Environment | New report stresses negative effects of future coal-fire plant, ignores benefits
by Zachary Abate
Posted 5/27/11, 03:40 pm
Pollution caused by a coal-fire plant proposed for Surry County will lead to 26 premature deaths annually, the Chesapeake Bay Foundation claimed on Monday. In addition to the premature deaths, coal-fire pollution could create over $200 million in health costs every year and threaten drinking water in south Hampton Roads.
"Poor air and water quality in Hampton Roads has already made negative impacts on our region's economy and public health," said CBF Hampton Roads Scientist Chris Moore in the report. "Adding a new source of pollution, when Virginia must comply with new Bay pollution reduction requirements, is irresponsible and counterproductive."
The 26-page report, titled "A Coal Plant's Drain on Health and Wealth," also projects the plant to cause over 400 asthma attacks annually. Pollution in the form of soot particles, mercury, and carbon dioxide will be emitted from the plant's 650-foot smokestacks.
"This air pollution would have a substantial negative impact on many citizens," said Dr. Stephen W. Shield, an asthma specialist in Newport News, who was cited in the report. "Virginia already ranks number six in the nation for mortality from air pollution, and another coal-fired plant-particularly in such a populous area-would make us shoot up that list even further."
But Dr. E. Calvin Beisner, Founder and National Spokesman of the Cornwall Alliance for the Stewardship of Creation, warns that reports such as this one can sometimes be misleading. Calculating the number of deaths brought about by one specific cause is nearly impossible. "It is an extraordinarily difficult task to do in terms of statistical methodology because there are so many other variables that could bring about the same effect, the same kind of diseases," said Beisner. "Therefore, eliminating all of those as possible contributors is very difficult. To point at one specific factor as the cause is almost never justified statistically."
In 2008, Old Dominion Electric Cooperative (ODEC) announced that it was considering construction of a base load electric generation facility. The proposed plant, the Cypress Creek Power Station, would be built in the town of Drendon. ODEC has pitched the project to Surry County as a source of jobs and prosperity for the region. ODEC has received permits for the 1,500-megawatt plant from the Surry County Board of Supervisors, but must wait for approval from several state and federal agencies.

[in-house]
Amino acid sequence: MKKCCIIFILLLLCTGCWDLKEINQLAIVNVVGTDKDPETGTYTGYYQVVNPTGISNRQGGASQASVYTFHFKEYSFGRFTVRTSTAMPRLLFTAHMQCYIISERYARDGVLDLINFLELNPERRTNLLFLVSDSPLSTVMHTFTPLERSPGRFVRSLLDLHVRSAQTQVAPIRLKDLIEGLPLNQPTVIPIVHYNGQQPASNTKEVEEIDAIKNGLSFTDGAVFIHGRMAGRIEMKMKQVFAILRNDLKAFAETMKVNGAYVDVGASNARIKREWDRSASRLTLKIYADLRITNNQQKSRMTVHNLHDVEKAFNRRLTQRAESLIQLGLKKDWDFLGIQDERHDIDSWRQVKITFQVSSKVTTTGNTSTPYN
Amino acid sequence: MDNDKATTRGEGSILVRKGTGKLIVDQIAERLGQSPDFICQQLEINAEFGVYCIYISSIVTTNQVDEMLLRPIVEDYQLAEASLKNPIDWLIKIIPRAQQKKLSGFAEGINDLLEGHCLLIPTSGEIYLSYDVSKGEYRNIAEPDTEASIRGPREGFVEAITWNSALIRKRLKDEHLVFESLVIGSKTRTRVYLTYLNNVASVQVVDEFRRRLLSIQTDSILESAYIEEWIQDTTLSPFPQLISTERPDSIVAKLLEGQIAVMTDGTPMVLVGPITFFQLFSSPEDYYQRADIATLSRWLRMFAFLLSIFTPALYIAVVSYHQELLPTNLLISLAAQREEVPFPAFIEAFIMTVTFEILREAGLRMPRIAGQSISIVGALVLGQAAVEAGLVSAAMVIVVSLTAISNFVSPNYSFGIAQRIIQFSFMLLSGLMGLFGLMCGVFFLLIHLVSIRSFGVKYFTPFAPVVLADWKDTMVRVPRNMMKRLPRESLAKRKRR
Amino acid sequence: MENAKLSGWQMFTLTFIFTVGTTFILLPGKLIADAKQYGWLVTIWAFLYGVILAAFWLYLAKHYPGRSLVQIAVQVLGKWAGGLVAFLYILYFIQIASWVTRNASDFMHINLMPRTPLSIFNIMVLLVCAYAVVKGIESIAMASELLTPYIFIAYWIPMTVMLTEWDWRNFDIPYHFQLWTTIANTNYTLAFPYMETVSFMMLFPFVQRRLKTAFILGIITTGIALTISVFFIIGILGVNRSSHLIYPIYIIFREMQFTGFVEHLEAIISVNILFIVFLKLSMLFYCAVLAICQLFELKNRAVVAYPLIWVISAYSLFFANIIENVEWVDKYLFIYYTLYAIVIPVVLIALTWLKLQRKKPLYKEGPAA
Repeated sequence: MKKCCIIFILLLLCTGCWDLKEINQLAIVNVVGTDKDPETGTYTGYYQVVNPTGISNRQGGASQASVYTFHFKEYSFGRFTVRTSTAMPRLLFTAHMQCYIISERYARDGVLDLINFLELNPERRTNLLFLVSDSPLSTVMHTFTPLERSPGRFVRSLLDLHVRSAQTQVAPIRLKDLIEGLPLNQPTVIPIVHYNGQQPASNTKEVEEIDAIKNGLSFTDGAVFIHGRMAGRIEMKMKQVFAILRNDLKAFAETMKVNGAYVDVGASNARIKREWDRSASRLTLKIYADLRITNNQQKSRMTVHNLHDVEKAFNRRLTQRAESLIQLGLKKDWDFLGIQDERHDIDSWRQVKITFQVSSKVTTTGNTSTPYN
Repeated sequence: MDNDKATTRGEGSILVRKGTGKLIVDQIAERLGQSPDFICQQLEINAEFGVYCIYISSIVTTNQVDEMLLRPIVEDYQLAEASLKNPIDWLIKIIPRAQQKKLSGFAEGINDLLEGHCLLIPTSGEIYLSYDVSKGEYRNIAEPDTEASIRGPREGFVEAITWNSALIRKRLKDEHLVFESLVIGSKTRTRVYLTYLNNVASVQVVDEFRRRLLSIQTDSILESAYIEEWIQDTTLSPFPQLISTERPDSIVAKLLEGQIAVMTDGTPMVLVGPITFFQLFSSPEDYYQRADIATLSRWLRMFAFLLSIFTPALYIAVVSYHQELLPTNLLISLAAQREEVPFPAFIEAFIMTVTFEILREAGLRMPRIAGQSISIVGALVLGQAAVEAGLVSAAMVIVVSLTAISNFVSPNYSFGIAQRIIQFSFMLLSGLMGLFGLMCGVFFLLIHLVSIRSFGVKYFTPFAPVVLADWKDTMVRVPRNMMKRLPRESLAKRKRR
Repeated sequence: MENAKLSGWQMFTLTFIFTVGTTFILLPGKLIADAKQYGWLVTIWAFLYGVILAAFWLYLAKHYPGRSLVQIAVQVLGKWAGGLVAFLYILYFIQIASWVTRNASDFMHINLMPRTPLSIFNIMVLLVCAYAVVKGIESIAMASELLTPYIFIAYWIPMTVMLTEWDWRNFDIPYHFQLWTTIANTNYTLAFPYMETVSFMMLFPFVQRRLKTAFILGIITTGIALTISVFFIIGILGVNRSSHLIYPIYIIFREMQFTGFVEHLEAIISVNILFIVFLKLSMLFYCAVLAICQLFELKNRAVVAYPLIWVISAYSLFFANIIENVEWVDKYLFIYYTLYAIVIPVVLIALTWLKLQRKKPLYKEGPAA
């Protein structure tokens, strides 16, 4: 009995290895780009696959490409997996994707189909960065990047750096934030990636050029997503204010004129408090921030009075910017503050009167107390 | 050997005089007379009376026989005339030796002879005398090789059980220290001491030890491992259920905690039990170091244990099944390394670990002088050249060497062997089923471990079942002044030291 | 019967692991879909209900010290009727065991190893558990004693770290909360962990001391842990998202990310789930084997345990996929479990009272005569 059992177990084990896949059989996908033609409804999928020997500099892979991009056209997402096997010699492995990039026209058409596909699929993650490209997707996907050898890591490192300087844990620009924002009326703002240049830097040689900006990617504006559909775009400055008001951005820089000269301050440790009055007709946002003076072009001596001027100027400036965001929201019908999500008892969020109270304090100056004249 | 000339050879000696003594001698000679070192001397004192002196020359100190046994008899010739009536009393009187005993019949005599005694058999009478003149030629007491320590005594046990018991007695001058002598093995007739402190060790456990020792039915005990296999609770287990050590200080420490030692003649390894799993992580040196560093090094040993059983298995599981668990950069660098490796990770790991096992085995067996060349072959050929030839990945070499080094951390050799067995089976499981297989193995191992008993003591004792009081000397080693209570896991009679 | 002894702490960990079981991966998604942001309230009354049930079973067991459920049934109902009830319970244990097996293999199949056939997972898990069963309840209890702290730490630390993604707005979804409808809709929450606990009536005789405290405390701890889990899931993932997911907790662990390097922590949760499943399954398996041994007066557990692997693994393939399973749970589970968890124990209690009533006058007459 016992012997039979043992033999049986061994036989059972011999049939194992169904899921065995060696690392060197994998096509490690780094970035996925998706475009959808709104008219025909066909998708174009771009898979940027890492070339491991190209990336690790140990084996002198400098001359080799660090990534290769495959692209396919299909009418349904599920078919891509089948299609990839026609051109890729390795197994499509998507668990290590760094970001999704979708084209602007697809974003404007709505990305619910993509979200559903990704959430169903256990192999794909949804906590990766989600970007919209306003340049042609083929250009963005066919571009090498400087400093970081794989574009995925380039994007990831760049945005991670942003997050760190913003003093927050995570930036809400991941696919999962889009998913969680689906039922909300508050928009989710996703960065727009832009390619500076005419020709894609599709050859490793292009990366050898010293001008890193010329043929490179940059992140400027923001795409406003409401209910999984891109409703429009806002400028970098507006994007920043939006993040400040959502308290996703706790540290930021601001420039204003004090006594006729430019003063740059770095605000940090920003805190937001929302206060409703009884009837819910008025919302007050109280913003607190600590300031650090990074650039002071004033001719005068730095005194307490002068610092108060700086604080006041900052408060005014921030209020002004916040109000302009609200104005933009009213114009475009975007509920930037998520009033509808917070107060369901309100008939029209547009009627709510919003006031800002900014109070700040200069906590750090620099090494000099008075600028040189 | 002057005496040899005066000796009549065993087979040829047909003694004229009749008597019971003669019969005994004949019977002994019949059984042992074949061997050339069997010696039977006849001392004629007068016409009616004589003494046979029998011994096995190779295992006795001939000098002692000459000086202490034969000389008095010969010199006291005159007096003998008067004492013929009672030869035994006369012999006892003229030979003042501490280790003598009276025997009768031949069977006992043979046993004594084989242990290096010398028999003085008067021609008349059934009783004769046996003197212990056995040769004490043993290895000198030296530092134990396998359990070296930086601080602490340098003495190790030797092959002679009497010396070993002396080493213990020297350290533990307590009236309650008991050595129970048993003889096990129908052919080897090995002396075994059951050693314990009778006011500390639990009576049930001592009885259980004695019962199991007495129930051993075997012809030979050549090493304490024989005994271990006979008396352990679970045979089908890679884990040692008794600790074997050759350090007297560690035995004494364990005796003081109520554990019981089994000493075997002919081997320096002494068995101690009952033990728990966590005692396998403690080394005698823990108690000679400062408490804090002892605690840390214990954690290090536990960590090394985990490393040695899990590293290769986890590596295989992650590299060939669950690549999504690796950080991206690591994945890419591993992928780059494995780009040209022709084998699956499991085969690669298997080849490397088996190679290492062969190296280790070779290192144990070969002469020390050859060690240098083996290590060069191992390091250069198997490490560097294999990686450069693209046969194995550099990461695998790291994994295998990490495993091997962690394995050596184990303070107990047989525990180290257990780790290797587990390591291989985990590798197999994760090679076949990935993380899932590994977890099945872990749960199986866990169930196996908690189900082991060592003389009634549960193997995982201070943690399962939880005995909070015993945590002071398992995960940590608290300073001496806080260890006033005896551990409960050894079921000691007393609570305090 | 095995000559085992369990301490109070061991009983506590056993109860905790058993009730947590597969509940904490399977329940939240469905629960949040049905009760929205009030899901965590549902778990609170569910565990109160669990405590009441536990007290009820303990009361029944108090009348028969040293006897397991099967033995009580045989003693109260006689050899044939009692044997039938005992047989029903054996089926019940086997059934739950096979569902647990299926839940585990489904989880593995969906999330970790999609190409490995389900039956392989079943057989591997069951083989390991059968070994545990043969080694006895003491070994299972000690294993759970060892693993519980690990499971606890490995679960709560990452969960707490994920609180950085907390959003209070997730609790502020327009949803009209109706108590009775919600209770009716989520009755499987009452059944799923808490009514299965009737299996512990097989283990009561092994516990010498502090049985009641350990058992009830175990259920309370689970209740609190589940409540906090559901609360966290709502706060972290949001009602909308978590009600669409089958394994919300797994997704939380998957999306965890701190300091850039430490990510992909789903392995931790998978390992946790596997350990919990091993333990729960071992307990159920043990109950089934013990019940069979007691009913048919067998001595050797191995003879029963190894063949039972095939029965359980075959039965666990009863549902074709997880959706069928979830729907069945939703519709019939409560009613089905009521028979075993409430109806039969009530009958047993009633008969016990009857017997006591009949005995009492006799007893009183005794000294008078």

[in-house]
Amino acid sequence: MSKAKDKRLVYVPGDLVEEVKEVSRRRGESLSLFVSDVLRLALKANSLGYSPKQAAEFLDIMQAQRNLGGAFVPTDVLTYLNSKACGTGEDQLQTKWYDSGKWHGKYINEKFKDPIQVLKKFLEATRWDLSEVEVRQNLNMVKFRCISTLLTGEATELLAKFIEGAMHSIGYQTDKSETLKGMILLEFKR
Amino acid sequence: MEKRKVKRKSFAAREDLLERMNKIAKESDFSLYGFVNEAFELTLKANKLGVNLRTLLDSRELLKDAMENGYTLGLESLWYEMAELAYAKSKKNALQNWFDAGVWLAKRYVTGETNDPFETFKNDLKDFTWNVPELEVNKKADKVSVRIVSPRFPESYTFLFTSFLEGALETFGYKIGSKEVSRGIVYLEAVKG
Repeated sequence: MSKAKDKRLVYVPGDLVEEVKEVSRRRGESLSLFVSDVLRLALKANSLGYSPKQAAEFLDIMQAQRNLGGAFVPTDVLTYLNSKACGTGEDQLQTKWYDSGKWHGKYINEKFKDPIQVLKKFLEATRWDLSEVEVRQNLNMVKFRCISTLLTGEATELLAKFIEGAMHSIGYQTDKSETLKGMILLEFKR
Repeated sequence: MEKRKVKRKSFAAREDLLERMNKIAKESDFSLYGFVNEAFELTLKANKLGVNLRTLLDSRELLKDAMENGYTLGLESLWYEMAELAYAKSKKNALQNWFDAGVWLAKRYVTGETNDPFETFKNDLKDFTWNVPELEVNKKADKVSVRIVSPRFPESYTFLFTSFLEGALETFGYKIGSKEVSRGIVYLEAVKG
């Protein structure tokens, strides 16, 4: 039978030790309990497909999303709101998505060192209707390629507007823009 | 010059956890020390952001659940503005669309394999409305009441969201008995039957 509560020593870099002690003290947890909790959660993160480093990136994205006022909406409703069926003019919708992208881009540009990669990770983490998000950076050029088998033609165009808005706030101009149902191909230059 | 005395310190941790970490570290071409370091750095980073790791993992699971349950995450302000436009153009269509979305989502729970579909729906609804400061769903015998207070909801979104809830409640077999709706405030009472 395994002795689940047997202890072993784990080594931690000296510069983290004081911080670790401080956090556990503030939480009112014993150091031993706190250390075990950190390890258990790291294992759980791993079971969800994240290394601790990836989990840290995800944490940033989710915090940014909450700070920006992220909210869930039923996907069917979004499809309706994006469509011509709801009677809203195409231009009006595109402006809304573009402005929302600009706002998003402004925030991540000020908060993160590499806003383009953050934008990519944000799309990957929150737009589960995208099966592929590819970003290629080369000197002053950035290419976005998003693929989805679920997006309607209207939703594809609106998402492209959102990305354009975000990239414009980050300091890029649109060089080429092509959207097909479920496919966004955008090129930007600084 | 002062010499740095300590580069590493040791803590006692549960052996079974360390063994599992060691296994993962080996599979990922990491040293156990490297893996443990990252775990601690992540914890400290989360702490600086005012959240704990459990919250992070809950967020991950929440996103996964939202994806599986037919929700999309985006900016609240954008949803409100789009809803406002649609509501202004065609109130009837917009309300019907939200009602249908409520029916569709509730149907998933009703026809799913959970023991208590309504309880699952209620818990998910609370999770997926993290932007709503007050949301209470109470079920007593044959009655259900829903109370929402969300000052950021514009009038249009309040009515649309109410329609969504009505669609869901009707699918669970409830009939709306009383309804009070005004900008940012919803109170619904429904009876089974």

Old Dominion supplies power to 12 member distribution cooperatives in the Mid-Atlantic. The cooperatives provide electricity to half a million homes.
The Chesapeake Bay Foundation, an independent organization dedicated to protecting the Chesapeake Bay, believes the new plant will hamper their efforts to clean up the Bay area. The Foundation estimates that the plant will emit 44 pounds of mercury and 921 pounds of lead each year.
But the projected mercury emissions at Cypress Creek will be much smaller than the mercury emissions from other coal-fire plants throughout the U.S. The EPA, which has not yet set regulation standards on mercury emissions by power plants, estimates that coal-fire stations in U.S. emit a combined 53 tons of mercury every year. A 2004 Department of Environmental Quality report stated that the nine power stations in Virginia combined to produce over 1,300 pounds of mercury emissions each year.
Beisner suggests that while there are dangers associate with coal as an energy source, people should not forget the benefits that coal has. With the high price and shrinking availability of petroleum and natural gas, coal remains an abundant, affordable, and reliable source of energy.
"There is no human activity of any kind that is risk free. If we are looking for zero percent risk, it's just not realistic," said Beisner. "Coal is much safer than it used to be, and it's a whole lot safer than poverty."
According to the World Coal Association, the United States relies on coal for approximately 50 percent of its electricity. Unlike wind and solar power, coal does not depend on weather conditions to generate electricity. Unlike oil and natural gas, coal is abundant and relatively inexpensive.
"If you greatly increase the price of electricity it would greatly decrease the amount of money people have left over, said Beisner. "There are also statistical methods of projecting premature deaths based on reduction in wealth and reduction in GDP per capita."
America has over 250 billion tons of recoverable coal reserves, roughly equivalent to 800 billion barrels of oil. The Cypress Creek Power Station will use the most advanced pollution control technology available, limiting the amount of nitrogen, sulfuric acid, and sulfur dioxide released into the air. According to design plans, the station will remove more than 90 percent of mercury produced. ODEC spent approximately $400 million on environmental protection technology when building the Clover Power Station in Hailfax County. That coal-fire power plant, which opened in 1995, boasts steel reaction vessels that remove 95% of sulfur dioxide emissions and filter facilities that remove 99.9% of fly ash.
"Cypress Creek Power Station will be the most efficient unit in Virginia, producing an equivalent output of electricity as other coal units, but yielding 30 percent less CO2 emissions," states the Cypress Creek Power Station website. Environmental regulations on power plants have tightened drastically over the past two decades, and ODEC must still obtain a permit from the Department of Environmental Quality to move the project along. Obtaining an air permit usually takes more than a year as the DEQ determines the plant's control technology, maximum pollutant emissions, and expected air quality.
The Associated Press contributed to this report.
Zachary is a former WORLD intern.